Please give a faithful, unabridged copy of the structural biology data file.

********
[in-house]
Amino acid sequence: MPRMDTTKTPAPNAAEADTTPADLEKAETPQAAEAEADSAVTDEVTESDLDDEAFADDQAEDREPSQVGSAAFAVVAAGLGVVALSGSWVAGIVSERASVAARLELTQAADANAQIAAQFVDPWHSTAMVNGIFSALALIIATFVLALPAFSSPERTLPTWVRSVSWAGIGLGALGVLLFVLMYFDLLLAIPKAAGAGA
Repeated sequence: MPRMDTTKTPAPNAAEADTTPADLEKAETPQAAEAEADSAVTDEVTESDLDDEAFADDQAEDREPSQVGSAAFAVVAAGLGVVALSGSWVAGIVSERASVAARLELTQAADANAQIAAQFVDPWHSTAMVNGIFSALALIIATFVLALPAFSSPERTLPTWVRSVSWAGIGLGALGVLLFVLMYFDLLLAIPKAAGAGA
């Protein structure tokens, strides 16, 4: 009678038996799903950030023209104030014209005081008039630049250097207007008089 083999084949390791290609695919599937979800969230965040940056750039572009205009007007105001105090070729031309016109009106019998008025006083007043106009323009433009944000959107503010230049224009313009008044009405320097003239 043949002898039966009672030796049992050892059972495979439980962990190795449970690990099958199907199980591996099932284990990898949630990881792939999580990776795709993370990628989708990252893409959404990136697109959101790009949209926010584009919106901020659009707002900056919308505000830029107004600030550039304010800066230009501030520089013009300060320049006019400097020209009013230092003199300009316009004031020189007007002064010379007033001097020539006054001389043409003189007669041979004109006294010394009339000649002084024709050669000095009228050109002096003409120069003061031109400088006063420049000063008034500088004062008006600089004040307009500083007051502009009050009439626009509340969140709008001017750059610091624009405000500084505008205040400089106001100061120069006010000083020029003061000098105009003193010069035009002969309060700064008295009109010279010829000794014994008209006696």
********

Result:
[in-house]
Amino acid sequence: MPRMDTTKTPAPNAAEADTTPADLEKAETPQAAEAEADSAVTDEVTESDLDDEAFADDQAEDREPSQVGSAAFAVVAAGLGVVALSGSWVAGIVSERASVAARLELTQAADANAQIAAQFVDPWHSTAMVNGIFSALALIIATFVLALPAFSSPERTLPTWVRSVSWAGIGLGALGVLLFVLMYFDLLLAIPKAAGAGA
Repeated sequence: MPRMDTTKTPAPNAAEADTTPADLEKAETPQAAEAEADSAVTDEVTESDLDDEAFADDQAEDREPSQVGSAAFAVVAAGLGVVALSGSWVAGIVSERASVAARLELTQAADANAQIAAQFVDPWHSTAMVNGIFSALALIIATFVLALPAFSSPERTLPTWVRSVSWAGIGLGALGVLLFVLMYFDLLLAIPKAAGAGA
């Protein structure tokens, strides 16, 4: 009678038996799903950030023209104030014209005081008039630049250097207007008089 083999084949390791290609695919599937979800969230965040940056750039572009205009007007105001105090070729031309016109009106019998008025006083007043106009323009433009944000959107503010230049224009313009008044009405320097003239 043949002898039966009672030796049992050892059972495979439980962990190795449970690990099958199907199980591996099932284990990898949630990881792939999580990776795709993370990628989708990252893409959404990136697109959101790009949209926010584009919106901020659009707002900056919308505000830029107004600030550039304010800066230009501030520089013009300060320049006019400097020209009013230092003199300009316009004031020189007007002064010379007033001097020539006054001389043409003189007669041979004109006294010394009339000649002084024709050669000095009228050109002096003409120069003061031109400088006063420049000063008034500088004062008006600089004040307009500083007051502009009050009439626009509340969140709008001017750059610091624009405000500084505008205040400089106001100061120069006010000083020029003061000098105009003193010069035009002969309060700064008295009109010279010829000794014994008209006696």